Saltaire

Saltaire Village – UNESCO World Heritage Site

 

 

Saltaire near Shipley – only 16 miles from Elmet Farmhouse – is great place for a day out. A model village built in the mid 19th century by the philantrhopic industrialist Sir Titus Salt, it was created to provide high-quality housing for the thousands of workers at Salt’s Mill, his huge complex of textile factories next to the River Aire.

Almost every aspect of this extraordinary development was the brainchild of this one visionary man, from the magnificent mill (one of the largest in the world) to the elegant church with its circular tower and the imposing village hall flanked by majestic carved stone lion sculptures. Saltaire is so unusual and well-preserved that the whole village has been designated as a UNESCO World Heritage Site.

Take a walk around the village and admire the handsome stone terraced houses designed in a variety of different styles. Don’t miss the shops and cafes in Saltaire Village and the regular vintage fairs in the grand Victoria Hall. There’s more to see in Roberts Park across the bridge over the river, where you can watch the cricket, walk along the promenade or take afternoon tea in the Half Moon Cafe.

 

Salt’s Mill

Although the textile industry is long gone, Salt’s Mill has been resurrected as an exciting cultural and creative hub. Beautifully restored, it houses a dynamic complex of galleries, shops and restaurants, including two enormous bookshops, an antiques centre, a buzzing diner and a design shop called The Home.

A unique feature of Salt’s Mill are the hundreds of works of art by multi-talented Bradford-born artist David Hockney, informally displayed all over the building. Hockney’s work is lively and colourful, and the work on show spans his long and varied career, including paintings, prints, photomontages and posters, as well as his latest digital paintings created using an ipad.

Complementing Hockney’s vibrant paintings is an exuberant collection of Victorian ceramics made by the Burmantofts Pottery in Leeds. Decorated with brightly-coloured glazes, these large pots are a visual delight and reflect another aspect of the creativity in the West Riding.

 

Saltaire’s Textile Heritage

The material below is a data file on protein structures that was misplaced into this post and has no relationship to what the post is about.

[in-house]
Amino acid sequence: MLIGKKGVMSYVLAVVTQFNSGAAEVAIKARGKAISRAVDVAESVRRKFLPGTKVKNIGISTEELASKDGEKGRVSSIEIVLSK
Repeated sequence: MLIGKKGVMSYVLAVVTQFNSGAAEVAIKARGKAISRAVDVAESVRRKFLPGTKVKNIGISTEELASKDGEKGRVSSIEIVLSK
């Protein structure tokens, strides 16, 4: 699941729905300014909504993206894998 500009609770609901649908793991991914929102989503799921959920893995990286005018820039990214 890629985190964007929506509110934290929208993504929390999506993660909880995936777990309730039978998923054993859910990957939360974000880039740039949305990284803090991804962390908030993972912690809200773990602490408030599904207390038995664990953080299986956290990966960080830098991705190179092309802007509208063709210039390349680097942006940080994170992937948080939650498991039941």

Saltaire’s textile heritage is recorded in a fascinating series of paintings illustrating textile manufacturing techniques. Specially commissioned by Salt’s Mill in the 1950s, the paintings are on irregular-shaped canvases and record each stage of the manufacturing process, from sorting wool, to spinning yarn, weaving fabric and inspecting the finished cloth. Recently restored, these wonderful paintings are sometimes displayed in the mill.

Salt’s Mill, Saltaire BD18 3LA. Tel 01274 531163. www.saltsmill.org.uk

 

Five Rise Locks at Bingley

 

 

Less than 3 miles from Saltaire along the Leeds and Liverpool Canal are the famous Five Rise Locks at Bingley, one of the ‘Seven Wonders of the Waterways’. Built  in 1774, the five adjoining locks raise boats over 59 feet (18 metres) over a distance of 320 feet.

The Leeds and Liverpool Canal, connecting two major cities on either side of the Pennines, spans 127 miles and is the longest canal in the UK. Bingley’s Five Rise Locks are 16 miles from Leeds. Known as staircase locks because they open directly into each other, with the top gate of one lock forming the bottom gate of the next, Bingley’s Five Rise Locks are the steepest in the  country. A few hundred yards along the canal is another shorter flight of locks: the Bingley Three Rise Locks.

Designed by John Longbotham of Halifax, the Five Rise Locks were built by four local stonemasons: John Sugden of Wilsden and Barnabus Morvil, Jonathan Farrar and William Wild of Bingley.

The locks are a remarkable feat of engineering and are still in use today, operated by lock keepers. The photographs show two narrow boats passing through the Five Rise Locks in August 2017. 

 

For more information, follow these links:

Leeds and Liverpool Canal

Pennine Waterways

Canal and River Trust

www.penninewaterways.co.uk

© Text and photographs copyright Lesley Jackson

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